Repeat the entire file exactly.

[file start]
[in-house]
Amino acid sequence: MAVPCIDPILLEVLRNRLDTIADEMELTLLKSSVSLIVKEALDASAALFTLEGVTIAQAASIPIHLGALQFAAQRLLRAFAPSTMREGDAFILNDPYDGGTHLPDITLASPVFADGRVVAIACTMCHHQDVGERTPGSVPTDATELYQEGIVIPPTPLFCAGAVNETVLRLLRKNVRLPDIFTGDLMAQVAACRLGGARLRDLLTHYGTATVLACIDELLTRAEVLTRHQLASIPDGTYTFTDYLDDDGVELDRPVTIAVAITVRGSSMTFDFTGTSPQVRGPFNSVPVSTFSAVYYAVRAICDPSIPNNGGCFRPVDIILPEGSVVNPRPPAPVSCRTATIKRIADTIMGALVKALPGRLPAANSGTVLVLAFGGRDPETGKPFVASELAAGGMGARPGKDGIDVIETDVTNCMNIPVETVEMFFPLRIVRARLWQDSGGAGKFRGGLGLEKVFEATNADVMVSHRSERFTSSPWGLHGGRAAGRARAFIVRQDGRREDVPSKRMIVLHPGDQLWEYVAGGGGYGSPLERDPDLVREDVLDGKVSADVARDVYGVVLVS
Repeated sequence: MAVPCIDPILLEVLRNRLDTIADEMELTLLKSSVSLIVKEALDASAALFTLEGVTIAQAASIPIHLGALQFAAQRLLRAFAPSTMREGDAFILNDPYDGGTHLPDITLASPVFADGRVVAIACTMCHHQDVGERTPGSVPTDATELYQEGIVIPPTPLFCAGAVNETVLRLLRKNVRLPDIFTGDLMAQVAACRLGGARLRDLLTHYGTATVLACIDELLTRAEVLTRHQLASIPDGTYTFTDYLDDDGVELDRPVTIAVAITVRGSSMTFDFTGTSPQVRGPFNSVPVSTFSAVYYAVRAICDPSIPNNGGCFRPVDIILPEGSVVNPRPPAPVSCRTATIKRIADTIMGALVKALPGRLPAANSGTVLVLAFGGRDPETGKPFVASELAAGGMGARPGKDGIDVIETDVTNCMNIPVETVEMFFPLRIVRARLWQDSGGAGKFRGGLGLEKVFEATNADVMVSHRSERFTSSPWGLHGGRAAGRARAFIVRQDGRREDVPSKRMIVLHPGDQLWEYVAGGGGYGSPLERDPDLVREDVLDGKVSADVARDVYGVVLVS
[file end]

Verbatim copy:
[in-house]
Amino acid sequence: MAVPCIDPILLEVLRNRLDTIADEMELTLLKSSVSLIVKEALDASAALFTLEGVTIAQAASIPIHLGALQFAAQRLLRAFAPSTMREGDAFILNDPYDGGTHLPDITLASPVFADGRVVAIACTMCHHQDVGERTPGSVPTDATELYQEGIVIPPTPLFCAGAVNETVLRLLRKNVRLPDIFTGDLMAQVAACRLGGARLRDLLTHYGTATVLACIDELLTRAEVLTRHQLASIPDGTYTFTDYLDDDGVELDRPVTIAVAITVRGSSMTFDFTGTSPQVRGPFNSVPVSTFSAVYYAVRAICDPSIPNNGGCFRPVDIILPEGSVVNPRPPAPVSCRTATIKRIADTIMGALVKALPGRLPAANSGTVLVLAFGGRDPETGKPFVASELAAGGMGARPGKDGIDVIETDVTNCMNIPVETVEMFFPLRIVRARLWQDSGGAGKFRGGLGLEKVFEATNADVMVSHRSERFTSSPWGLHGGRAAGRARAFIVRQDGRREDVPSKRMIVLHPGDQLWEYVAGGGGYGSPLERDPDLVREDVLDGKVSADVARDVYGVVLVS
Repeated sequence: MAVPCIDPILLEVLRNRLDTIADEMELTLLKSSVSLIVKEALDASAALFTLEGVTIAQAASIPIHLGALQFAAQRLLRAFAPSTMREGDAFILNDPYDGGTHLPDITLASPVFADGRVVAIACTMCHHQDVGERTPGSVPTDATELYQEGIVIPPTPLFCAGAVNETVLRLLRKNVRLPDIFTGDLMAQVAACRLGGARLRDLLTHYGTATVLACIDELLTRAEVLTRHQLASIPDGTYTFTDYLDDDGVELDRPVTIAVAITVRGSSMTFDFTGTSPQVRGPFNSVPVSTFSAVYYAVRAICDPSIPNNGGCFRPVDIILPEGSVVNPRPPAPVSCRTATIKRIADTIMGALVKALPGRLPAANSGTVLVLAFGGRDPETGKPFVASELAAGGMGARPGKDGIDVIETDVTNCMNIPVETVEMFFPLRIVRARLWQDSGGAGKFRGGLGLEKVFEATNADVMVSHRSERFTSSPWGLHGGRAAGRARAFIVRQDGRREDVPSKRMIVLHPGDQLWEYVAGGGGYGSPLERDPDLVREDVLDGKVSADVARDVYGVVLVS